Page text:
• Doing dishes and taking out the trash successively, one after another.

Yes — I listed out quite general household ideas that can be likened to words repeated by parents to their children. But it’s the consistency and the execution that really stands strong. Compounded over time, these habits will result in incredible things that aren’t noticeable until the very end. Ultimately, soaking in the takeaways from Atomic Habits will do you wonders.

3. Plan your personal finances

And whether you currently have a source of income or not is completely irrelevant. Why?

Because in the near future when you do have a source of income, you’ll be locked and loaded with an idea of how you’ll be budgeting your life. After-all — while a career guarantees you a progressive source of income and security, money is the motive, and you want to maximize your return. Here are just a few sample ideas you can already think about to really prepare yourself:

  • Look back at your spending decisions on a weekly or monthly basis, and make deductions where necessary.
  • Create financial goals that can be adjusted once your income arrives.
  • Research and open up various financial accounts that you can begin adding income to soon (Savings, mutual funds, TFSA, 401(k), stock/bond portfolios, crypto).
  • Start looking into various budgeting tools, whether that’d be in the form of an app (Mint), spreadsheet (Aspire Budgeting, Money Manager), or others listed here by use case.

Don’t forget that if you’re in a financial hurry to pay off student debt and/or housing or have other goals, reflect that with your effort!

4. Networking never stops

With or without these COVID times, the opportunities to participate in events, case competitions, hackathons, networking sessions and seminars stand fair and abundant — you just have to search for them online.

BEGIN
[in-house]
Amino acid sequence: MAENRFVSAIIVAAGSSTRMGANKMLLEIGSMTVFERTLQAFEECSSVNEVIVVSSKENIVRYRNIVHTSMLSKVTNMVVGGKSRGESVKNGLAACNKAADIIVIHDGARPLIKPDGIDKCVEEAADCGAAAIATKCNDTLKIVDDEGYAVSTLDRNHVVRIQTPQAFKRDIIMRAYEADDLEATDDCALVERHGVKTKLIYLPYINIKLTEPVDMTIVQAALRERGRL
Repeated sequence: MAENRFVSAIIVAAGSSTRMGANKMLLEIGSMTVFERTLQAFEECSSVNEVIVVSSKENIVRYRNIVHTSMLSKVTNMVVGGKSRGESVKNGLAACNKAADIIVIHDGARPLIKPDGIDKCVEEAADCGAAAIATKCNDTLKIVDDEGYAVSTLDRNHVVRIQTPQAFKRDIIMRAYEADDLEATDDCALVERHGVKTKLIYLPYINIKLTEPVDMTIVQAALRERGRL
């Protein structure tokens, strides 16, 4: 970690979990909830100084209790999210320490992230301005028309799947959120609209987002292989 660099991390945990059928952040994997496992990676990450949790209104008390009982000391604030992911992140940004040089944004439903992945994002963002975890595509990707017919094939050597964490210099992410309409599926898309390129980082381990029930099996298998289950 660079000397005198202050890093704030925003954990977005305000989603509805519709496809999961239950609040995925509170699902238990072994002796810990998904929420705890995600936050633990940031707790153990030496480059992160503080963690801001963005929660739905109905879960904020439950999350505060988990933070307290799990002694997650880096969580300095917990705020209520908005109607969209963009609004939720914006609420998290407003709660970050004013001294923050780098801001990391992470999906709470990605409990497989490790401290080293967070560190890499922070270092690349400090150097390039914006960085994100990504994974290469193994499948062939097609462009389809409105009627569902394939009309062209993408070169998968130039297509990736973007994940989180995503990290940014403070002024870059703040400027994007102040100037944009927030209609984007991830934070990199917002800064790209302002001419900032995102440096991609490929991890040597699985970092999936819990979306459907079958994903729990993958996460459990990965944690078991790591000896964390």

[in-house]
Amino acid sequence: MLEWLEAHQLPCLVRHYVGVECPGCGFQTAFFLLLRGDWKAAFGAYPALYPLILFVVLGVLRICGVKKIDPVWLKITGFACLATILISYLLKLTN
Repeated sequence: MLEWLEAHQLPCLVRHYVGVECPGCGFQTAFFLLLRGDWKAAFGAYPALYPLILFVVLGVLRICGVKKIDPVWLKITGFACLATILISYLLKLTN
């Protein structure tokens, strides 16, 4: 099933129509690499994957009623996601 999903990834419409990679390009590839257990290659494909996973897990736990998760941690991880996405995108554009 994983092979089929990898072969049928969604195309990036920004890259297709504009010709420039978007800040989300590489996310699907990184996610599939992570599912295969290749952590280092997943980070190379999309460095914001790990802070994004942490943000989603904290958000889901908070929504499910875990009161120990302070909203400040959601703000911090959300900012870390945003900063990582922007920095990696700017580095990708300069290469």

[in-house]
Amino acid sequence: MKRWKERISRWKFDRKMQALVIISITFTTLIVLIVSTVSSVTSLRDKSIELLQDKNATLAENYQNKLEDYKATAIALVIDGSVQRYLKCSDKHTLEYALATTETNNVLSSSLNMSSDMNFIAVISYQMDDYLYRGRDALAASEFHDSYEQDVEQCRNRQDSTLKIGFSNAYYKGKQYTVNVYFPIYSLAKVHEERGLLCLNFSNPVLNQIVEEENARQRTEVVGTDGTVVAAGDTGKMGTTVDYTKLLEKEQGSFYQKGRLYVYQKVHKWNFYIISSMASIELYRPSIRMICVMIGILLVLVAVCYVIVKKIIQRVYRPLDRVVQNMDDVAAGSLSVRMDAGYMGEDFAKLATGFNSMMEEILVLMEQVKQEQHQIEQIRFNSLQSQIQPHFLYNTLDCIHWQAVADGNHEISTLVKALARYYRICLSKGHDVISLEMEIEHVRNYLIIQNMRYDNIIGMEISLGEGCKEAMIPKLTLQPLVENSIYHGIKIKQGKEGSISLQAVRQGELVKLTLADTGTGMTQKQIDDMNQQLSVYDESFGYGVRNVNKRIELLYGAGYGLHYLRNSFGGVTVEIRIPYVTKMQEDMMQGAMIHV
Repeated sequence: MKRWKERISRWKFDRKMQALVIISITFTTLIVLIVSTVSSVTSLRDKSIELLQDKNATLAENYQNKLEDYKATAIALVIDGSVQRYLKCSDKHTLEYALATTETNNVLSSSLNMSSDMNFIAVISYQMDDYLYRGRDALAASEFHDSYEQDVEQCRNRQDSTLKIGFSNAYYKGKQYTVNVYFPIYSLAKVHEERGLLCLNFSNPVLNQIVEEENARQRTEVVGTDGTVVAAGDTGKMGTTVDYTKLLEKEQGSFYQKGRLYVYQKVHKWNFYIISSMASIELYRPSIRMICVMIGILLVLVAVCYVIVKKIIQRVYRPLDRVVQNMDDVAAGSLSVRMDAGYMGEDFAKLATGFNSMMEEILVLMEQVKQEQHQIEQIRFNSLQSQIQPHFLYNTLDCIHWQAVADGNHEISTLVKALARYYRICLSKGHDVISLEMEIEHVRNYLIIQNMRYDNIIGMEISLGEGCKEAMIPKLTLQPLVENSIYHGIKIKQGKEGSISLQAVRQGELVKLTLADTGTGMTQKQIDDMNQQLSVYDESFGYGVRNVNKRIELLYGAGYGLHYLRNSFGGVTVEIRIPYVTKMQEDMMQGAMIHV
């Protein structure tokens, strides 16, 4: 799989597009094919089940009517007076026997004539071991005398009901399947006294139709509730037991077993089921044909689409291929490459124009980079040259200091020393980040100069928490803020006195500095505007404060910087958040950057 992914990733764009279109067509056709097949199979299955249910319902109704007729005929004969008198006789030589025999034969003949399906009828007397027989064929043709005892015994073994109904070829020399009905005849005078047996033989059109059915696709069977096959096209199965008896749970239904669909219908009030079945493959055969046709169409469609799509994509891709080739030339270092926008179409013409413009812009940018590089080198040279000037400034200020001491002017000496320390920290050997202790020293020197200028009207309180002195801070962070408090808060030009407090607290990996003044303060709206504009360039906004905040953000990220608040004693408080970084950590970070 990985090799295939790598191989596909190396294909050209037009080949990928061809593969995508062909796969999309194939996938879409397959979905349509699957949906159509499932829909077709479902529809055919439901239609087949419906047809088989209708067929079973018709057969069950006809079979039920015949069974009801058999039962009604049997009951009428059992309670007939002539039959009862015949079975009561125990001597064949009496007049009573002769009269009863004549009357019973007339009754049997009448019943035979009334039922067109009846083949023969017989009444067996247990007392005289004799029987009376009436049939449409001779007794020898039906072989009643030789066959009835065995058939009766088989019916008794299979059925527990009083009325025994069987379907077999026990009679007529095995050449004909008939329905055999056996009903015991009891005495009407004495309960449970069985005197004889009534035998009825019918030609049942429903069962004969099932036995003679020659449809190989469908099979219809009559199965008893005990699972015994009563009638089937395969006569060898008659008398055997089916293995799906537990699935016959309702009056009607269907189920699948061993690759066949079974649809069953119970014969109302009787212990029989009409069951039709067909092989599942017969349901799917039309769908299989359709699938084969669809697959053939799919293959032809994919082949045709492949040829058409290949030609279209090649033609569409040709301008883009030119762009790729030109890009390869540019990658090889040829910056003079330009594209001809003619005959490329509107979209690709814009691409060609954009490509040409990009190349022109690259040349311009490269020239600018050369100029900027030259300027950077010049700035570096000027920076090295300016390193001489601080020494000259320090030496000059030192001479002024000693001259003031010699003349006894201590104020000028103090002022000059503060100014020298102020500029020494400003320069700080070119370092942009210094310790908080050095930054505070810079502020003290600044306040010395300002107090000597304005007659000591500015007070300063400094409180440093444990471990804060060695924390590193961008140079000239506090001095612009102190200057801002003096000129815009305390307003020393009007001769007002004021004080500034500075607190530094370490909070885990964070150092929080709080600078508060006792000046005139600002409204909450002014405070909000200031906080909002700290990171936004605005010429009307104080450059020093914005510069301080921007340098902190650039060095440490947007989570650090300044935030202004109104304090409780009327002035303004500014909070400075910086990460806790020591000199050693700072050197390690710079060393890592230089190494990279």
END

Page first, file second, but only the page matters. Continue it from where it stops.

And while one of them might be the gateway to a future job opportunity, disregard that perspective. It’s more about two key things that stay with you, job or no job: skills and mentorship.

With the right environment, knowledge and skills come easily with employment opportunities, but one can’t adamantly suggest that external networking can therefore be overlooked. It’s without question that some skills and niche learnings are most accessible through meeting new people, participating in competitions, and other events you proactively seek out.

The same logic applies to the idea of mentorship.

5. Read “So Good They Can’t Ignore You” by Cal Newport

As a college grad myself, this was an eye-opening book. If my advice sounds inflated with intentions of selling the book, go download the first chapter for free and see for yourself. In essence, it holds a premise that teaches one fundamental lesson: skills are more important than passion.

As graduates, we’re perhaps inclined to really digest the words the late Steve Jobs famously affirmed at Stanford’s commencement speech in 2005. In front of a crowd of thousands, Jobs emphasized the importance of love and passion in one’s career. While there are many angles of truth to this, it’s now widely accepted that all-in-all, you really gotta be excellent at your craft as well. One can have all the passion and excitement in the world for an idea or career, but without the skill and experience, chances of success diminish. Thus, choose an area of interest that you can focus on, double-down on deliberate practice, and be so good they can’t ignore you.

There’s no better time to begin building and honing your craft than now, whether you’re already employed or still looking for your first job.

Let’s kickstart your career-after-college the best way possible.

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Kasey Fu
The Post-Grad Survival Guide

Product Manager @ Planview AI, Ex-Microsoft. Fiction Author and Game Producer. Follow me for PM, tech, productivity, and life advice!